By Brian Clark Howard, National Geographic
A colorful “fire rainbow” lit up the sky, and the Internet, this week. But despite its name, the rare phenomenon isn’t related to recent wildfires. Instead, it’s caused by a unique alignment of forces in the atmosphere.
Technically called a circumhorizontal arc, fire rainbows are caused by light passing through wispy, high-altitude cirrus clouds. This one was seen over South Carolina Monday for about an hour. It was photographed and uploaded to Instagram.
Fire rainbows occur only when the sun is very high in the sky (more than 58° above the horizon). What's more, the hexagonal ice crystals that make up cirrus clouds must be shaped like thick plates with their faces parallel to the ground.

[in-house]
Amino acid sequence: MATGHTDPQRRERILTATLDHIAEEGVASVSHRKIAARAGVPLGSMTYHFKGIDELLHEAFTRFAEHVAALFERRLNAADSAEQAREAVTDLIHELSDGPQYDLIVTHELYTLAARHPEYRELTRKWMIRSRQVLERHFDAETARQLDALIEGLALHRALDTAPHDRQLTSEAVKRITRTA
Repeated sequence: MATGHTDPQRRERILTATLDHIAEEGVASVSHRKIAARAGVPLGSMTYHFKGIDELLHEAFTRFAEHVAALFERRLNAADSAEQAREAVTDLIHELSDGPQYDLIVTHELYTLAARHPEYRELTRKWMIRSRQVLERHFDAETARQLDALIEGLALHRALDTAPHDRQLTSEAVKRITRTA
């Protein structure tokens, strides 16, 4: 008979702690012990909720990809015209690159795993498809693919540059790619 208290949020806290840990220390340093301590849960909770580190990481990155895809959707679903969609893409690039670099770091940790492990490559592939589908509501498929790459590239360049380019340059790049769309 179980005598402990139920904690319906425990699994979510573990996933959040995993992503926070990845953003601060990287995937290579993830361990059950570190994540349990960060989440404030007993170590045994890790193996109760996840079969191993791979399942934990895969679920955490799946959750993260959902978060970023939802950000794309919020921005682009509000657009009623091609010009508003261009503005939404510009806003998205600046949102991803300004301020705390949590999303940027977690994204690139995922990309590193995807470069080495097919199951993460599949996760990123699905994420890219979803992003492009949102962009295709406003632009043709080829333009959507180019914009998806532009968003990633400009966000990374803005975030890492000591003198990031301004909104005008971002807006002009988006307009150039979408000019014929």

When light enters through a vertical side face of such an ice crystal and leaves from the bottom face, it refracts, or bends, in the same way that light passes through a prism. If a cirrus cloud’s crystals are aligned just right, the whole section lights up in a spectrum of colors.
The phenomenon is similar to the iridescent clouds, also called “rainbow clouds” —confusingly, they’re sometimes also called fire rainbows—that form on top of cumulus clouds after thunderstorms.
Those form after air is pushed up rapidly, causing it to cool and expand. Water droplets condense that can then act as prisms, forming a rainbow cap over the cumulus cloud. (See photos of sun dogs and other atmospheric delights.)